- Australian Dollar Under Pressure Ahead of RBA Rate Decision
- Euro Bounces from Technical Support Versus US Dollar, British Pound
- British Pound Pummeled by Moody’s Downgrade of Barclays’ Debt
US Dollar, Japanese Yen Gain on Concerns About Financial Stability, Signs of Deepening Recession
The US dollar and Japanese yen were some of the strongest of the major currencies as lingering risk aversion led Asian, European, and US stock markets lower. Indeed, financial market news was dismal around the globe, as Japan’s Hitachi and Nippon Paper Group slashed earnings targets, Moody’s downgraded Barclays debt rating on potential credit writedowns, while US industrial shares plunged as manufacturing reports reflected a deepening recession in the sector. Indeed, while the Institute for Supply Management’s (ISM) manufacturing index rose slightly to 35.6 in January from 32.9, the index has remained below 50 since February 2008, signaling a contraction in business activity. A breakdown of the report shows that the employment component held at a more than 26-year low of 29.9, boding ill for Friday’s US non-farm payrolls, while the production and new order components remain just above the record lows reached in December.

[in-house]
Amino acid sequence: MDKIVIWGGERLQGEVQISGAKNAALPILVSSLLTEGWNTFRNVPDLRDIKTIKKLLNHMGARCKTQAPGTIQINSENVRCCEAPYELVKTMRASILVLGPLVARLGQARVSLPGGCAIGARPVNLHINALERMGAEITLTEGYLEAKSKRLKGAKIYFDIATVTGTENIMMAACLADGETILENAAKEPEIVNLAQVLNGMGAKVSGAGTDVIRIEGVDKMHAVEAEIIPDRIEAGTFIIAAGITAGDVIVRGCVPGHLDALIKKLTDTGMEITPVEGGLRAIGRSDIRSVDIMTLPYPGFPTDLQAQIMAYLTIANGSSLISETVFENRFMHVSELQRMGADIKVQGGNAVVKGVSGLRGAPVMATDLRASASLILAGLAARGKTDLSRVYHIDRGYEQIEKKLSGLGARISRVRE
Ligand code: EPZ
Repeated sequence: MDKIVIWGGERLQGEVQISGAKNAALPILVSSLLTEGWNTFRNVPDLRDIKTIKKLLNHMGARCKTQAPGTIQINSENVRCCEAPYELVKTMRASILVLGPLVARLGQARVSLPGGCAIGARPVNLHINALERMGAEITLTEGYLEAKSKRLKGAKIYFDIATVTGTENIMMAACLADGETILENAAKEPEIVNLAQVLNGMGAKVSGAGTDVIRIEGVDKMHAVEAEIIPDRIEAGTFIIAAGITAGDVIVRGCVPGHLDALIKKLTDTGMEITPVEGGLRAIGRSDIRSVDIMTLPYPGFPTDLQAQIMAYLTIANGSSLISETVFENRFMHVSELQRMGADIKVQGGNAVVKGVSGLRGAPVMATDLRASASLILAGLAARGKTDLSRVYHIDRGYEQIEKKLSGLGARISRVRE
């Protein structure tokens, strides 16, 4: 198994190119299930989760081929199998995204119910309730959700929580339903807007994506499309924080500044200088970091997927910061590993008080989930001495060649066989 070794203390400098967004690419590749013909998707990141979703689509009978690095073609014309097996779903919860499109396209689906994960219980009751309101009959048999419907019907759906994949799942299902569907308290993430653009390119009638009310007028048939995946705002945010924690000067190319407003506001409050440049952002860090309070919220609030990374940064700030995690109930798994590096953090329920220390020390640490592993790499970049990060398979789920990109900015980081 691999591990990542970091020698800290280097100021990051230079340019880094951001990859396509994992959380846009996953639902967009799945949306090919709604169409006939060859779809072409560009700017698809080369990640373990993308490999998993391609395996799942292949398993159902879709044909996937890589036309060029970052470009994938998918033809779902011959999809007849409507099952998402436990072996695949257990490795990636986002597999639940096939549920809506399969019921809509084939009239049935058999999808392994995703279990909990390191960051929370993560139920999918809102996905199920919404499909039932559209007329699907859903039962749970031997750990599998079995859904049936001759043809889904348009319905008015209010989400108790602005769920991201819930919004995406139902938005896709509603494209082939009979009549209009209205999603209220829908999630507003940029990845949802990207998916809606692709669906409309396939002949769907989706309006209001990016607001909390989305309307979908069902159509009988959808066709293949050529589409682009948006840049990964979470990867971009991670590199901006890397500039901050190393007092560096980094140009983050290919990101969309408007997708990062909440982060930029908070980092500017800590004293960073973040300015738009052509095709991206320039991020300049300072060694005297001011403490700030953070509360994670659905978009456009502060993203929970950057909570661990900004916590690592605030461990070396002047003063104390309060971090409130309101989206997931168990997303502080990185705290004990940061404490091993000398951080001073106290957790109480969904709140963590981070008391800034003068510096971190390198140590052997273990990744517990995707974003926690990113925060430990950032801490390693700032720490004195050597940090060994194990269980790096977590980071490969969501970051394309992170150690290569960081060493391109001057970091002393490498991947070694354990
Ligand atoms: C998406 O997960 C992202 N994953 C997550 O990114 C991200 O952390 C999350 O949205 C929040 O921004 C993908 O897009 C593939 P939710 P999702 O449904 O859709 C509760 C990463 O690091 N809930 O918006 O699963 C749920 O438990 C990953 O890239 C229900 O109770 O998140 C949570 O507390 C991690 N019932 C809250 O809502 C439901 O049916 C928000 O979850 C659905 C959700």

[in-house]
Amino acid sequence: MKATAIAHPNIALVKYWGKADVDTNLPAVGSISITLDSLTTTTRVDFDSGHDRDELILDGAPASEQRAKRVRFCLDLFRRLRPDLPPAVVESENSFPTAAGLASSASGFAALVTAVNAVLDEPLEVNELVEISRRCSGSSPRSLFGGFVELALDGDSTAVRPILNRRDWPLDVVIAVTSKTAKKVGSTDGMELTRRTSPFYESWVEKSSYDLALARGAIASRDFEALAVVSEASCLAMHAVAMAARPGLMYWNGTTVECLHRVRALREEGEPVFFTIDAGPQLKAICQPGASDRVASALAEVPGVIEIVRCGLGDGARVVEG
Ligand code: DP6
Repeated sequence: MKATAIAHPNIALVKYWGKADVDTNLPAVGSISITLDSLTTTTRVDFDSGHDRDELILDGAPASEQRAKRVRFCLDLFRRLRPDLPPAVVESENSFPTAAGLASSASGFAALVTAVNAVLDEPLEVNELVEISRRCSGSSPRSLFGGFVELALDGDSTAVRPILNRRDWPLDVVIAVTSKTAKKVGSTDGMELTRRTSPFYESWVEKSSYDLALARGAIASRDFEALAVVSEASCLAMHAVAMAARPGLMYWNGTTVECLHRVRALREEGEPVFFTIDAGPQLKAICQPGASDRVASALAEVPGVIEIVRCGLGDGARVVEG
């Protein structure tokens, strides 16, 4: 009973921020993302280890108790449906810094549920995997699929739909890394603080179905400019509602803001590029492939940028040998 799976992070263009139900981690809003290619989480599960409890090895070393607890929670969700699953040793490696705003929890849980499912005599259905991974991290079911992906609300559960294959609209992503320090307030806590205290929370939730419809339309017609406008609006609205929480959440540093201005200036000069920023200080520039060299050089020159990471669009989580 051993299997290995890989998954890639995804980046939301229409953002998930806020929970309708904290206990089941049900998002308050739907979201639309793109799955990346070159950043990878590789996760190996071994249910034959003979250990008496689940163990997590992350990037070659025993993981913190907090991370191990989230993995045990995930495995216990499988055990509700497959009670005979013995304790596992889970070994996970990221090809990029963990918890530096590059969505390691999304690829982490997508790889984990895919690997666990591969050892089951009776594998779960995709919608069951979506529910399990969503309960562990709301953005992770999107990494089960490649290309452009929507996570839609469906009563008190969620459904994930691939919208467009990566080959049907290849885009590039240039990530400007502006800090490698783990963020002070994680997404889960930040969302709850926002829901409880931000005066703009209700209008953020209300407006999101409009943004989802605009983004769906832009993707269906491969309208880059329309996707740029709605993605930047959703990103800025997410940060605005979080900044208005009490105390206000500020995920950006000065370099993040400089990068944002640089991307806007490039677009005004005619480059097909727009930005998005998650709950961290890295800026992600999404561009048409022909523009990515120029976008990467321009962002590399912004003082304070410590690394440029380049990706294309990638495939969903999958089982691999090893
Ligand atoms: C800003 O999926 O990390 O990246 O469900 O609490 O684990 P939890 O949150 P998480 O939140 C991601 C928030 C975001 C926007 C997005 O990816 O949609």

Meanwhile, US personal spending fell a greater-than-expected 1 percent during the month of December, marking the sixth straight month of declines. At the same time, personal income slipped 0.2 percent to cap off the longest stretch of declines since November 1953 - January 1954. It is already clear that consumption growth took a heavy hit in the second half of 2008, as a 3.5 percent drop in personal consumption helped drag Q4 GDP down to a nearly 27-year low of 3.8 percent. However, in light of the sharper-than-anticipated slump in December spending, there is increased potential for downward revisions to GDP upon on February 27 (preliminary) and March 26 (final).